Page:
Marketers’ investment in social media to increase: survey
September 07, 2011 | Chris Powell | Comments
A new U.S. survey of chief marketing officers indicates that social media spending will account for a greater share of companies’ advertising budget in the coming year, but the tactic has some way to go until it is fully integrated within the overall marketing strategy.
The most recent iteration of The CMO Survey – a bi-annual survey of 249 CMOs conducted in February and August – found that social media will account for an average of 10.1% of companies’ total marketing spend in the coming year, up from its current total of 7.1%.
The shift towards social media will be particularly pronounced in the business-to-consumer sector, with the tactic expected to increase from 10.5% to nearly a quarter (24%) of the total marketing budget within five years.
Christine Moorman, a senior professor of business administration at Duke’s Fuqua School of Business and director of The CMO Survey, said in a release that social media is rapidly becoming an “important strategic weapon” in the marketing arsenal and has proven a valuable tool in acquiring and engaging customers.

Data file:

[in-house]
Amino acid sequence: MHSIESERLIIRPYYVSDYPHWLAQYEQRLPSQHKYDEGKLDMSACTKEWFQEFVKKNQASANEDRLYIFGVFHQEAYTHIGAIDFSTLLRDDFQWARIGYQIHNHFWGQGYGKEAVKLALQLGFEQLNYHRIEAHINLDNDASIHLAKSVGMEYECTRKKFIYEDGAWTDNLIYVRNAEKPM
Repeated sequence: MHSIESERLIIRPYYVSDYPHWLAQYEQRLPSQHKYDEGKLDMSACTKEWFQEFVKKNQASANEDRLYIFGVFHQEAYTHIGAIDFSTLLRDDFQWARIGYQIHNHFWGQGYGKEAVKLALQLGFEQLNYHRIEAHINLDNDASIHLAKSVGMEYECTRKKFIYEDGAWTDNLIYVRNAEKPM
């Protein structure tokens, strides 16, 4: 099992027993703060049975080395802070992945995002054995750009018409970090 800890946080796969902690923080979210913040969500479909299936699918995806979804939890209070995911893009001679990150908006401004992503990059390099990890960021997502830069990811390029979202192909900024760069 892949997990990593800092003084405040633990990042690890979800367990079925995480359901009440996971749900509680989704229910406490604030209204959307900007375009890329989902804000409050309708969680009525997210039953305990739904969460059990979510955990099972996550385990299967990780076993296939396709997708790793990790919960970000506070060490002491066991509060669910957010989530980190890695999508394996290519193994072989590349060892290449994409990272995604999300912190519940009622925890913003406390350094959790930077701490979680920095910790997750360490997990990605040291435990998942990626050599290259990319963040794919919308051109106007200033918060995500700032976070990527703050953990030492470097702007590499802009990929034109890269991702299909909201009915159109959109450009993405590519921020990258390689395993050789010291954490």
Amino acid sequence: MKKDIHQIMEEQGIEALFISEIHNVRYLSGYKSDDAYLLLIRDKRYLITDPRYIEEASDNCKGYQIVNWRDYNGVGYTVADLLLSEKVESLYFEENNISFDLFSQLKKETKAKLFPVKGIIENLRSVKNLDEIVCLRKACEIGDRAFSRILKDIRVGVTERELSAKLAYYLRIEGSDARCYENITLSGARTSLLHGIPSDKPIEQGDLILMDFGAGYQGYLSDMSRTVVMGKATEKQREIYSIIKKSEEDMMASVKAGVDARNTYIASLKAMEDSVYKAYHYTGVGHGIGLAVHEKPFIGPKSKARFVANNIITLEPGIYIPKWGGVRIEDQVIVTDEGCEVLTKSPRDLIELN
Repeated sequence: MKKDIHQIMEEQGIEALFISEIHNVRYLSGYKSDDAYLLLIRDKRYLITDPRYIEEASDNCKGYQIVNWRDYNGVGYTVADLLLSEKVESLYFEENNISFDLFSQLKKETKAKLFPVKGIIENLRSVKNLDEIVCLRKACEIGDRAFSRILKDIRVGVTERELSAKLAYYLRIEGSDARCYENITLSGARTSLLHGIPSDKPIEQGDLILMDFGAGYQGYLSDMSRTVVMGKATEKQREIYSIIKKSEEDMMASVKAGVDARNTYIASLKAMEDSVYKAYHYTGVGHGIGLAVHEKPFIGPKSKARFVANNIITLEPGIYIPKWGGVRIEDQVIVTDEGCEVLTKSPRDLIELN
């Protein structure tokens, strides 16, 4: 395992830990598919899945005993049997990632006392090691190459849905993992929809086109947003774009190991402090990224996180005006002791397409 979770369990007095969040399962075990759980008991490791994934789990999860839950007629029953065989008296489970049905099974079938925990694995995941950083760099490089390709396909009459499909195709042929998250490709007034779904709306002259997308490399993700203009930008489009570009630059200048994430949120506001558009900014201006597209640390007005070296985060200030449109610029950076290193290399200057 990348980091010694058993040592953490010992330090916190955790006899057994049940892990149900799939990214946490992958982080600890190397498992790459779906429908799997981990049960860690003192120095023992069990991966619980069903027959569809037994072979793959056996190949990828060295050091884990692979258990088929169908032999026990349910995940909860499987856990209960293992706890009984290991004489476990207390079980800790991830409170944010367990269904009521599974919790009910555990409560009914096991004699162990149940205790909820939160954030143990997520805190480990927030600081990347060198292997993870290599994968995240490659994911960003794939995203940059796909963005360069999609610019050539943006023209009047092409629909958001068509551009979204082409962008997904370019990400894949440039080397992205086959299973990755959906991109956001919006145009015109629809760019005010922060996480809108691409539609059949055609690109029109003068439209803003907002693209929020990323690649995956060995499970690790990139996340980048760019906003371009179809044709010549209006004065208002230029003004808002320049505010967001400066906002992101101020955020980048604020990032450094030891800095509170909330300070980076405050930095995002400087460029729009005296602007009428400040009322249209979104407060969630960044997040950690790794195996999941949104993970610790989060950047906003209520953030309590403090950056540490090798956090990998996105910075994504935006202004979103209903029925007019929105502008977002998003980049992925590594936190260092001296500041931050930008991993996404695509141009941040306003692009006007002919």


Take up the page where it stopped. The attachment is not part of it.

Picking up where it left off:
However, the study found that marketers still have some way to go when it comes to incorporating social media within their overall marketing strategy. On a scale of 1-7, with one being “not integrated at all” and seven being “very integrated,” only 12.8% of respondents selected the top score when asked to characterize how well social media was integrated within their company’s marketing strategy.
Meanwhile, in a new study produced by Marketing Sherpa, 31% of the more than 3,300 marketers surveyed said that social media is integrated to a “limited extent” with their other offline and online activities, while 26% of respondents said that it is “extensively integrated” with other marketing tactics.
In addition, 8% of respondents said social media is “extensively integrated” but only with other online tactics, while 11% of said that their company does not integrate social media with other marketing activities.
“Social media is not an add-on or afterthought,” said Moorman. “However, until executives understand [it] well, it is difficult for them to think strategically through the lens of social media. This will take time.”